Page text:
Iphigenia, meaning strong-born or ‘she who causes birth of strong offspring’, is depicted in Iphigenia in Orem, one of the one-act plays presented in Neil Labute’s Bash. And in terms of the story, as one of the many offspring of Iphigenia’s myth, this is indeed strong. It tells the tale of a businessman who at first seems well-adjusted and formidable, only to be weakened by a confession of guilt to the murder of his infant. The ensuing monologue tries to give justification, or a logical rationale, for his actions. It is, in the ancient Greek sensibility, as tragic as it gets.
Gwydion Rhys and Stacey Daly
Gwydion Rhys and Stacey Daly
The other fable, presented by the company in Chapter’s Seligman Theatre, is Medea Redux. This draws on the story how Jason (of Argonauts fame) leaves his wife Medea and how she calmly and successfully exacts her revenge by killing their children. Both these stories are given a distinctly contemporary make over, with all textual gaps not always successfully being bridged. Consequently, the script is left with many clichés running through it, particular with the Medea story. That said both stories remain intact for the most part.
The script, on the night, was the only real let down. The direction, by Chris Durnall, was thoughtful and measured. Having the two characters face one another and serve as each others listeners made a strange kind of sense and opened up some wonderful ambiguities.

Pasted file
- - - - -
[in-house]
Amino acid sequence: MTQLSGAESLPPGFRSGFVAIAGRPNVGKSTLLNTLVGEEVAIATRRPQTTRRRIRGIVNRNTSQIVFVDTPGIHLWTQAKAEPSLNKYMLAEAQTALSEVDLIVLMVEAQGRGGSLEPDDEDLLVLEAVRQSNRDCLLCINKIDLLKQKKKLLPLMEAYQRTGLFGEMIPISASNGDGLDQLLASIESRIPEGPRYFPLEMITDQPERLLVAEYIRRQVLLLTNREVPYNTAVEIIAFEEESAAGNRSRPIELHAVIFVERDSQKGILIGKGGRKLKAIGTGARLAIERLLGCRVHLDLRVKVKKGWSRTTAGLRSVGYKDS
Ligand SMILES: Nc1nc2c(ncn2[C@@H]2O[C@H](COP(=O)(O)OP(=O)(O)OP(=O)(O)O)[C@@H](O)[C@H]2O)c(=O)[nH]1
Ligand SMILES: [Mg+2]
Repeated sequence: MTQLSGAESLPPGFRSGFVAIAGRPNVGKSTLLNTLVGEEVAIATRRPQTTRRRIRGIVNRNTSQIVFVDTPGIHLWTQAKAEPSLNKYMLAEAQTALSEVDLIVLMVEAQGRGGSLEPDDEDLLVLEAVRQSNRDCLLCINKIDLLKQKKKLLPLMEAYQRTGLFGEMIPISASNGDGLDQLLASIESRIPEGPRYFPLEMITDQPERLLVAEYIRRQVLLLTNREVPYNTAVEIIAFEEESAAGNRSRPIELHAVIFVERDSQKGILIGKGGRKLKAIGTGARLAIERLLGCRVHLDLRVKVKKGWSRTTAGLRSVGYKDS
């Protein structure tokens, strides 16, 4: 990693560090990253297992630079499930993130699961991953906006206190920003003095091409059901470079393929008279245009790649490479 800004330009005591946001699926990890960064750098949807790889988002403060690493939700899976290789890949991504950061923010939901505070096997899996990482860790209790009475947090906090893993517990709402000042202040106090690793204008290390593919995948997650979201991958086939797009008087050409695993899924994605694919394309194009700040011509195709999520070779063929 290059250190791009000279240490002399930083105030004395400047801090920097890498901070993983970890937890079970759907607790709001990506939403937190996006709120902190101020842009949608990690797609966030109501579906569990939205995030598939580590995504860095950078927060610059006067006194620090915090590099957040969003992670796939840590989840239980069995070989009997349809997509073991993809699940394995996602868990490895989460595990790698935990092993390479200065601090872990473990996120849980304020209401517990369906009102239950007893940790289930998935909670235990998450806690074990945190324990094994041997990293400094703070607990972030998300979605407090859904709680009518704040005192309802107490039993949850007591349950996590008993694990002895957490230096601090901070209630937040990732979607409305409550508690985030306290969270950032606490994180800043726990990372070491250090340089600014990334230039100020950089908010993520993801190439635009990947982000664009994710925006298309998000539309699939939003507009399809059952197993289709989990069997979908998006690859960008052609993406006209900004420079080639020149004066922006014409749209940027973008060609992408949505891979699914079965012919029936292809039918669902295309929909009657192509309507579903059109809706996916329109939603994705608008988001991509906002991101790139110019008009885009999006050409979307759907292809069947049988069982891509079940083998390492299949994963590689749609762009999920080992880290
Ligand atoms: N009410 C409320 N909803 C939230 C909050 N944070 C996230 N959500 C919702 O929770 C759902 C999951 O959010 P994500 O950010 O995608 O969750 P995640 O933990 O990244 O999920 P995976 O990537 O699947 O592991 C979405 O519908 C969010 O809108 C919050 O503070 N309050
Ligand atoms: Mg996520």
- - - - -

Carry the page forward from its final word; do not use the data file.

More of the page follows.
Angharad Matthews’ minimalistic set design helps in the obscuring any fixed didactic message. Sometimes it feels like an interrogation, sometimes it likes a confession but it is always testimonial. This is heightened by the small physical boxes the characters are confined to, which is outlined by red tape stuck to the floor. One personal niggle I have with the design is the naked light bulbs. They seem to be everywhere now – and they risk losing any meaning for the regular theatre goer. This of course is a little harsh in the context of a single production but something perhaps designers could look out for.
Stacey Daly gives a fine performance as the ‘woman’. Her aesthetic is more enigmatic than her vernacular, which is that of a confused young woman in an increasingly desperate. Daly is excellent in making these incongruent themes makes sense against one another; it provides a lot of theatrical discomfort in the audience.
Gwydion Rhys, who you may remember from his stunning performance as Alan Turing in To Kill a Machine, does not disappoint as the ‘man’. He manages a wonderfully subtle, but inevitable, diminishing of his character with great skill and control.
When these two characters meet at the end and cross their respective boundaries set out on stage the play takes on a physical dimension that is both interesting to look at, and deeply emotional. Their embrace and subsequent struggle is emblematic of the tensions within the whole play.
This production of Bash has almost everything right, the acting, the direction, the simple set, even the story was spot on. It was let down a little, however, by one key element: the script.
Chapter Arts Centre, until July 2nd